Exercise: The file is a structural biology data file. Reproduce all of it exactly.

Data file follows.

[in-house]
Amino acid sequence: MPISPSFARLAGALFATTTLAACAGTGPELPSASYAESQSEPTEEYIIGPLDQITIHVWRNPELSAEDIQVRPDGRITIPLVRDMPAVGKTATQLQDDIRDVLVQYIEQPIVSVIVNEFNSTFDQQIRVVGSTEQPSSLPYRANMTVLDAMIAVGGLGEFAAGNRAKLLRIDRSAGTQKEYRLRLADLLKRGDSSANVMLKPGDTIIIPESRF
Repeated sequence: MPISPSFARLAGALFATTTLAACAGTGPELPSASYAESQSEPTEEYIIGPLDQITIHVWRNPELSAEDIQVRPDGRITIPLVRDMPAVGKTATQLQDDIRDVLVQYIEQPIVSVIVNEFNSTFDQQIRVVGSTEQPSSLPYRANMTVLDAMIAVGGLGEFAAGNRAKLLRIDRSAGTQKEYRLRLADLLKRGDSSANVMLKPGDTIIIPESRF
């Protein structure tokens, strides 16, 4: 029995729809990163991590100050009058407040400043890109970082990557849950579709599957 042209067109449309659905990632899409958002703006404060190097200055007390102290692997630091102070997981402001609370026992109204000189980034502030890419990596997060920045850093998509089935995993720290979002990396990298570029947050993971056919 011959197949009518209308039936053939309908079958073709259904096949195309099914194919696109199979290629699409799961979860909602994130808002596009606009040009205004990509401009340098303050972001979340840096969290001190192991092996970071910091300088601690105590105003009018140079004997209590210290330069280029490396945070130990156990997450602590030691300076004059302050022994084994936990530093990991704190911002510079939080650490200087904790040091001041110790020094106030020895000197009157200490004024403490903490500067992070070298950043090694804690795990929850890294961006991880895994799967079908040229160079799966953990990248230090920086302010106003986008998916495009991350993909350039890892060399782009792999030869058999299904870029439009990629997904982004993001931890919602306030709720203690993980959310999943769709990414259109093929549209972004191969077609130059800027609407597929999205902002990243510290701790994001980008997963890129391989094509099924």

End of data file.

[in-house]
Amino acid sequence: MPISPSFARLAGALFATTTLAACAGTGPELPSASYAESQSEPTEEYIIGPLDQITIHVWRNPELSAEDIQVRPDGRITIPLVRDMPAVGKTATQLQDDIRDVLVQYIEQPIVSVIVNEFNSTFDQQIRVVGSTEQPSSLPYRANMTVLDAMIAVGGLGEFAAGNRAKLLRIDRSAGTQKEYRLRLADLLKRGDSSANVMLKPGDTIIIPESRF
Repeated sequence: MPISPSFARLAGALFATTTLAACAGTGPELPSASYAESQSEPTEEYIIGPLDQITIHVWRNPELSAEDIQVRPDGRITIPLVRDMPAVGKTATQLQDDIRDVLVQYIEQPIVSVIVNEFNSTFDQQIRVVGSTEQPSSLPYRANMTVLDAMIAVGGLGEFAAGNRAKLLRIDRSAGTQKEYRLRLADLLKRGDSSANVMLKPGDTIIIPESRF
């Protein structure tokens, strides 16, 4: 029995729809990163991590100050009058407040400043890109970082990557849950579709599957 042209067109449309659905990632899409958002703006404060190097200055007390102290692997630091102070997981402001609370026992109204000189980034502030890419990596997060920045850093998509089935995993720290979002990396990298570029947050993971056919 011959197949009518209308039936053939309908079958073709259904096949195309099914194919696109199979290629699409799961979860909602994130808002596009606009040009205004990509401009340098303050972001979340840096969290001190192991092996970071910091300088601690105590105003009018140079004997209590210290330069280029490396945070130990156990997450602590030691300076004059302050022994084994936990530093990991704190911002510079939080650490200087904790040091001041110790020094106030020895000197009157200490004024403490903490500067992070070298950043090694804690795990929850890294961006991880895994799967079908040229160079799966953990990248230090920086302010106003986008998916495009991350993909350039890892060399782009792999030869058999299904870029439009990629997904982004993001931890919602306030709720203690993980959310999943769709990414259109093929549209972004191969077609130059800027609407597929999205902002990243510290701790994001980008997963890129391989094509099924």